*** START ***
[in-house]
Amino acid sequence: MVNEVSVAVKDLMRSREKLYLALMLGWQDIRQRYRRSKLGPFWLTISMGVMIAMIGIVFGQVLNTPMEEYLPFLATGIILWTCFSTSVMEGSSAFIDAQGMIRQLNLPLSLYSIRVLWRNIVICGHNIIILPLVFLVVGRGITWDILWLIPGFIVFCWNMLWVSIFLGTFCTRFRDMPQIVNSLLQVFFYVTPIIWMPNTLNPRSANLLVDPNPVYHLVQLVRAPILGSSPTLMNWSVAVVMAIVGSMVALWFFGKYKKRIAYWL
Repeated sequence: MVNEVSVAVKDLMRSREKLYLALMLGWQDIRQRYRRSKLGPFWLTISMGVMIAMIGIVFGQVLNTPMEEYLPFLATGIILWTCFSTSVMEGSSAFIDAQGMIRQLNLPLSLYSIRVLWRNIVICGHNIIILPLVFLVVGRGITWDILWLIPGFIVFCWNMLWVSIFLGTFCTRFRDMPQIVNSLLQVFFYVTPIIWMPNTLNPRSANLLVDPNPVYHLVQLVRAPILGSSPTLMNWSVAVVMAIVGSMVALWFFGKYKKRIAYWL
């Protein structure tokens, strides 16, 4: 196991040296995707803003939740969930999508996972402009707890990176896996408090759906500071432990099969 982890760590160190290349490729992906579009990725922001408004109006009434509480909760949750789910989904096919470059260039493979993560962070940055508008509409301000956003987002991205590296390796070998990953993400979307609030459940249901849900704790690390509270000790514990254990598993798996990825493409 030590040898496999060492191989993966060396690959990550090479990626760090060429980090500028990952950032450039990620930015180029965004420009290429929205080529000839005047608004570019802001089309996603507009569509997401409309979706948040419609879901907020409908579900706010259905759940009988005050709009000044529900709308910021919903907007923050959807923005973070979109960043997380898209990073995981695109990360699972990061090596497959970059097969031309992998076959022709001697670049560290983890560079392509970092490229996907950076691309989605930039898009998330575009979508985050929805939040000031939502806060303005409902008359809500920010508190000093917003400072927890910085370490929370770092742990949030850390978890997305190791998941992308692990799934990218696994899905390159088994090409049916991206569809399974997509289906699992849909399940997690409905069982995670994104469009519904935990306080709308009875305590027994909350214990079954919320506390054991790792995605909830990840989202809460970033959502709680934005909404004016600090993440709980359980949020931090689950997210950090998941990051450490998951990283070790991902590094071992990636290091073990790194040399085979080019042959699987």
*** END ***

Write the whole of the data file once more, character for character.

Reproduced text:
[in-house]
Amino acid sequence: MVNEVSVAVKDLMRSREKLYLALMLGWQDIRQRYRRSKLGPFWLTISMGVMIAMIGIVFGQVLNTPMEEYLPFLATGIILWTCFSTSVMEGSSAFIDAQGMIRQLNLPLSLYSIRVLWRNIVICGHNIIILPLVFLVVGRGITWDILWLIPGFIVFCWNMLWVSIFLGTFCTRFRDMPQIVNSLLQVFFYVTPIIWMPNTLNPRSANLLVDPNPVYHLVQLVRAPILGSSPTLMNWSVAVVMAIVGSMVALWFFGKYKKRIAYWL
Repeated sequence: MVNEVSVAVKDLMRSREKLYLALMLGWQDIRQRYRRSKLGPFWLTISMGVMIAMIGIVFGQVLNTPMEEYLPFLATGIILWTCFSTSVMEGSSAFIDAQGMIRQLNLPLSLYSIRVLWRNIVICGHNIIILPLVFLVVGRGITWDILWLIPGFIVFCWNMLWVSIFLGTFCTRFRDMPQIVNSLLQVFFYVTPIIWMPNTLNPRSANLLVDPNPVYHLVQLVRAPILGSSPTLMNWSVAVVMAIVGSMVALWFFGKYKKRIAYWL
């Protein structure tokens, strides 16, 4: 196991040296995707803003939740969930999508996972402009707890990176896996408090759906500071432990099969 982890760590160190290349490729992906579009990725922001408004109006009434509480909760949750789910989904096919470059260039493979993560962070940055508008509409301000956003987002991205590296390796070998990953993400979307609030459940249901849900704790690390509270000790514990254990598993798996990825493409 030590040898496999060492191989993966060396690959990550090479990626760090060429980090500028990952950032450039990620930015180029965004420009290429929205080529000839005047608004570019802001089309996603507009569509997401409309979706948040419609879901907020409908579900706010259905759940009988005050709009000044529900709308910021919903907007923050959807923005973070979109960043997380898209990073995981695109990360699972990061090596497959970059097969031309992998076959022709001697670049560290983890560079392509970092490229996907950076691309989605930039898009998330575009979508985050929805939040000031939502806060303005409902008359809500920010508190000093917003400072927890910085370490929370770092742990949030850390978890997305190791998941992308692990799934990218696994899905390159088994090409049916991206569809399974997509289906699992849909399940997690409905069982995670994104469009519904935990306080709308009875305590027994909350214990079954919320506390054991790792995605909830990840989202809460970033959502709680934005909404004016600090993440709980359980949020931090689950997210950090998941990051450490998951990283070790991902590094071992990636290091073990790194040399085979080019042959699987």